The Enviroschools movement, now in over 900 New Zealand schools, is empowering pupils to realise a more sustainable life.
The principal of Royal Road School, Wayne Leighton, says the primary school’s wind-turbine has done such a good job of pumping water into the vegetable garden next to the shade house that now students have to decide what to do with the spare power it has generated. “So that’s part of our next project,” he says. The West Auckland enviroschool is one of 944 primary and secondary schools and early childhood centres across the country which are supported by The Enviroschools Foundation.
Royal Road became an Enviroschool in 2006 and in 2013 was given green-gold status by the organisation, recognising sustainability as an integrated part of the school’s vision. At the school, “sustainability” is one of five official values; there is a student-led green council, a troupe of green warriors and even a designated enviro-teacher.
Royal Road’s wind turbine, which officially opened last year, is one of many sustainable action projects students have helped design over the past seven years and continue to manage. Other projects include a citrus orchard and feijoa trees, a worm farm and waste management system, a butterfly garden, a pumpkin patch, a harakiki hedge and most recently students germinated and harvested seeds on their seedling table.
The Enviroschools Foundation celebrated its 10th birthday last year and has grown from a small pilot programme in Hamilton to being in thirty per cent of schools across the country.
Under the umbrella of The Enviroschools Foundation is the Enviroschools Programme, for English medium classes and Te Aho Tu Roa for Maori immersion classes.
Chief executive of the organisation Heidi Mardon says the goal of both programmes is to engage a generation who instinctively understand the benefits of what it means to live sustainably. The best way to do that is through action learning and a commitment from the whole school, she says.
“You can’t have kids learning about zero-waste and then seeing the waste-truck going out to the landfill every day,” she says.
Mardon says there is no one model for an Enviroschool because projects are determined by the needs of the individual school as identified by the students. One of the first steps an Enviroschool takes is to map out an overall vision for the kind of sustainable school they would like to be.
Schools are also working in conversation with local council regional co-ordinators, Enviroschool facilitators and the wider community.
“As soon as you start getting kids actually expressing how they feel about a situation, and what would they do if they could make a difference to that situation, then they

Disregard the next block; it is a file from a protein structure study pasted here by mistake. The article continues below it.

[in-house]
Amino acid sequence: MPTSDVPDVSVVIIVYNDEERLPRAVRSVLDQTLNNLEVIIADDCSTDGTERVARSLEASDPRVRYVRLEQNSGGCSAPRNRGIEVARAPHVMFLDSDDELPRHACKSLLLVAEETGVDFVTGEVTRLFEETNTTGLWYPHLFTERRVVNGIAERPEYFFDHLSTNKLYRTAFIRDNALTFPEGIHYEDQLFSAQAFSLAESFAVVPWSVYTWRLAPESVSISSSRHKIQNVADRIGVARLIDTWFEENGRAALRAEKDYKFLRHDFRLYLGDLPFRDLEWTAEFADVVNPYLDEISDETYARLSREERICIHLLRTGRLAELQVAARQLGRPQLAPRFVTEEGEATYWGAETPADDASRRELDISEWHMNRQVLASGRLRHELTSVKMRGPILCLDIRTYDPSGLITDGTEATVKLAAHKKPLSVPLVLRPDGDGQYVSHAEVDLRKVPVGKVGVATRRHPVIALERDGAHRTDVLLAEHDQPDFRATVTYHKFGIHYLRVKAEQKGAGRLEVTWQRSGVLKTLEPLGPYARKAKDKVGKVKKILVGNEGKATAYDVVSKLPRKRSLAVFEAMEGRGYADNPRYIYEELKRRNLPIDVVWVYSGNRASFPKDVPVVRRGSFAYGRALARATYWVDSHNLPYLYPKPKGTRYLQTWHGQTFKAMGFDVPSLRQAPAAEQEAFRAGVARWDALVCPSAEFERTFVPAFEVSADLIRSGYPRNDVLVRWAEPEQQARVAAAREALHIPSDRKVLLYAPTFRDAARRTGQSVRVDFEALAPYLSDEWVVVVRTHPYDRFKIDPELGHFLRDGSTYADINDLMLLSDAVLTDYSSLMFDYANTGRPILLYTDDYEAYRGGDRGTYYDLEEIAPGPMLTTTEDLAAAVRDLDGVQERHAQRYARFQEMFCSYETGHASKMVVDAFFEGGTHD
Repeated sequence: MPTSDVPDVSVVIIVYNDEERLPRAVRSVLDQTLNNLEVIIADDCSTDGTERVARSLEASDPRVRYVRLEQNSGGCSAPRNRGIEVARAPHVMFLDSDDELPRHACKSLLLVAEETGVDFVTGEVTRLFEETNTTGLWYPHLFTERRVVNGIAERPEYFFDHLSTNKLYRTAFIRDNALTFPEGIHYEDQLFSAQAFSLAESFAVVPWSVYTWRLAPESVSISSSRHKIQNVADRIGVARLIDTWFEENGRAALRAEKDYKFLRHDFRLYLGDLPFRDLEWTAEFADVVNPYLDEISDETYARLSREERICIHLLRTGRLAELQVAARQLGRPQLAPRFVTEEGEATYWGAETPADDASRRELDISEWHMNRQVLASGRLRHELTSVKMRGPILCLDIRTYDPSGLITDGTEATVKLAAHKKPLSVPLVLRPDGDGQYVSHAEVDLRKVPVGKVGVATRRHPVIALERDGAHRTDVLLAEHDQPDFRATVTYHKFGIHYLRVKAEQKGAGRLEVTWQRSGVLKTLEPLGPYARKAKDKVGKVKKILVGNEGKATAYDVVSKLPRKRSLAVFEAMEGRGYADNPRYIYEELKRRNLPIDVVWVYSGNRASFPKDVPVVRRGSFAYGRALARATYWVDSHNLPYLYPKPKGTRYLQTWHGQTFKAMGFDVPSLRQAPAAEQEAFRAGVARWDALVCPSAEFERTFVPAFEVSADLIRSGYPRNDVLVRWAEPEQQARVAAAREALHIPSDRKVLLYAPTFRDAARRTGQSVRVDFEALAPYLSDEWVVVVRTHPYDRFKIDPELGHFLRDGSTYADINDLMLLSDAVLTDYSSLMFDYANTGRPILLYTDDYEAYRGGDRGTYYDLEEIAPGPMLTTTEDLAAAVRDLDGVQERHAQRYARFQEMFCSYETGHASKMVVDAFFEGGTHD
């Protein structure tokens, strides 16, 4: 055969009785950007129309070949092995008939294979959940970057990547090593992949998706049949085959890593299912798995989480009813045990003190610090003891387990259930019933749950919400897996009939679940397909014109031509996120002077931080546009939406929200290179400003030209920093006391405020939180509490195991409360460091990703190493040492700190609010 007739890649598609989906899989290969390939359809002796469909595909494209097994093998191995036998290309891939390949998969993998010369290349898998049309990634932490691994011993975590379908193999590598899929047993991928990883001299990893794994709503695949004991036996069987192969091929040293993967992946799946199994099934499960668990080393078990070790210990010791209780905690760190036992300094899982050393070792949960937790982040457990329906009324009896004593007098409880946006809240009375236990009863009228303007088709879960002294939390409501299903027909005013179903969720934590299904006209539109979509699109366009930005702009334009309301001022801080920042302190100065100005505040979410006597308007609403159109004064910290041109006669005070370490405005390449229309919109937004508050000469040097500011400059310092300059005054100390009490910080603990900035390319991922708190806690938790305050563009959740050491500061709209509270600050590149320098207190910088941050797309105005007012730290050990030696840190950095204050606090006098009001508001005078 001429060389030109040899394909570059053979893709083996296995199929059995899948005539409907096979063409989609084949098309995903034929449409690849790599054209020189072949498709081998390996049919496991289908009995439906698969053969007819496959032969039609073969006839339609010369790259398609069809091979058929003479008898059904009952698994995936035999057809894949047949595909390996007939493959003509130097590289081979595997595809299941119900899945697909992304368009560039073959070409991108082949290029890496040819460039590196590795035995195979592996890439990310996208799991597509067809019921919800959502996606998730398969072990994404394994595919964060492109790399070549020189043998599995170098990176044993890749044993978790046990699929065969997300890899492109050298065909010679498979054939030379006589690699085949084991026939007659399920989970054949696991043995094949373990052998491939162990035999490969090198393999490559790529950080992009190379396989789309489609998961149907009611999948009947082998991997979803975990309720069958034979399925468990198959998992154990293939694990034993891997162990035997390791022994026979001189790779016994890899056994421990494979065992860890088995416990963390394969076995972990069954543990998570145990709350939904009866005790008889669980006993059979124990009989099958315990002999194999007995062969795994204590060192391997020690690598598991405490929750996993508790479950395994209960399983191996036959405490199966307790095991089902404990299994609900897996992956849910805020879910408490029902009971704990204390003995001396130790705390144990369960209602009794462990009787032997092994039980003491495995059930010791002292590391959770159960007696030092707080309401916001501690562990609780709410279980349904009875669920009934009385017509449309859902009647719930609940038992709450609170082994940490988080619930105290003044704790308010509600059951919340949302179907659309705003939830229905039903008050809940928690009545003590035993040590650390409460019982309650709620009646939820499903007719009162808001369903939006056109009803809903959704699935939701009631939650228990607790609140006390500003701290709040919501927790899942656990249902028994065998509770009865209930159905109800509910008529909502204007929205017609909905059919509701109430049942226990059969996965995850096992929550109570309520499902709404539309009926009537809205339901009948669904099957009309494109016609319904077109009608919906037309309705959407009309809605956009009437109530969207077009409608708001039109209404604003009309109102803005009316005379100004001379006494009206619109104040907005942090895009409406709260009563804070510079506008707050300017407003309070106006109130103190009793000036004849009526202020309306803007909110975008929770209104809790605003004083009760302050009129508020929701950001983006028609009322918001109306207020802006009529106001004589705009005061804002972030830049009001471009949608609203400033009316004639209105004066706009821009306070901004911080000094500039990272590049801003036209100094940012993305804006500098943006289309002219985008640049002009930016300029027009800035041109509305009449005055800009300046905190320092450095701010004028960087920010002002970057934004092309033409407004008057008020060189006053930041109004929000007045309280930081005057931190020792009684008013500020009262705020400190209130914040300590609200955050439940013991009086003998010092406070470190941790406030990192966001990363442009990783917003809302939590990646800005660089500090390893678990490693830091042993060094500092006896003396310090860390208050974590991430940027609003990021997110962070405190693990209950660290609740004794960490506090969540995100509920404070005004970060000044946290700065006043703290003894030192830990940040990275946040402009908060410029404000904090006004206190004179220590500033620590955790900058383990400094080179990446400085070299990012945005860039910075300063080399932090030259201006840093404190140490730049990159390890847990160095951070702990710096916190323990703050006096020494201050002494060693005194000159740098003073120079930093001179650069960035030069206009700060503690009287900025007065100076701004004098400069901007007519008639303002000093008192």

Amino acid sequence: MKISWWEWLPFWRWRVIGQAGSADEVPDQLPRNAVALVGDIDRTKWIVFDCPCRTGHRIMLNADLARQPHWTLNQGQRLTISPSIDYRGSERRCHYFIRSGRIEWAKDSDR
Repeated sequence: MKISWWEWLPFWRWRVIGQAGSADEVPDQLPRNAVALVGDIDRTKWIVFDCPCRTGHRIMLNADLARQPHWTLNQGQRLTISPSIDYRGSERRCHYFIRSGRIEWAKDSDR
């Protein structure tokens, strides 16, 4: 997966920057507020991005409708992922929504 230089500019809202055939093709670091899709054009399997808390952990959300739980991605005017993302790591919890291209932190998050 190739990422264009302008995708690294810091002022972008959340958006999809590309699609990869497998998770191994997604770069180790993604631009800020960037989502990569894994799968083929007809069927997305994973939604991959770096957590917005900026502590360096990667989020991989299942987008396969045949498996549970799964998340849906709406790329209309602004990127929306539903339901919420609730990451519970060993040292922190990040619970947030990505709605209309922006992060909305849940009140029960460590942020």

“At the time we thought it’s just learning about native trees and planting but actually you learn that it’s an umbrella for all learning”
– Wayne Leighton.
start to get excited,” she says.
Leighton says Royal Road came across Enviroschools by chance after it wanted to restore an area at the back of the school which was a “who’s who of pest plants.”
Since 2006, that pest area has been planted with over 2000 native plants and Leighton says the school’s understanding of what the Enviroschools Programme is really about has grown immensely. The programme has positively affected staff and the wider community too he says.
“At the time we thought it’s just learning about native trees and planting but actually you learn that it’s an umbrella for all learning.”
The best thing to come out of the programme, says Leighton, is seeing children empowered with the knowledge that they personally can contribute to change.
“We talk about all the issues, like global warming, and all of those issues are very real and that’s all very big stuff. But we don’t want children thinking, ‘oh that’s too big, we can’t make a difference,” he says.
“All of the projects and all of the action that we take it just fits so easily and it’s just a natural part of the school. I think that’s a really satisfying thing.”
Royal Road School in Massey is part of the Enviroschools Network. Here Rebekah Phillips, the teacher in charge of the project at Royal Road School, helps (from left to
right) Hana Anae Petelo, Lizzie Strong, (background) Zyron Prasad, (foreground)
Bernie Cai. Photos: Ted Baghurst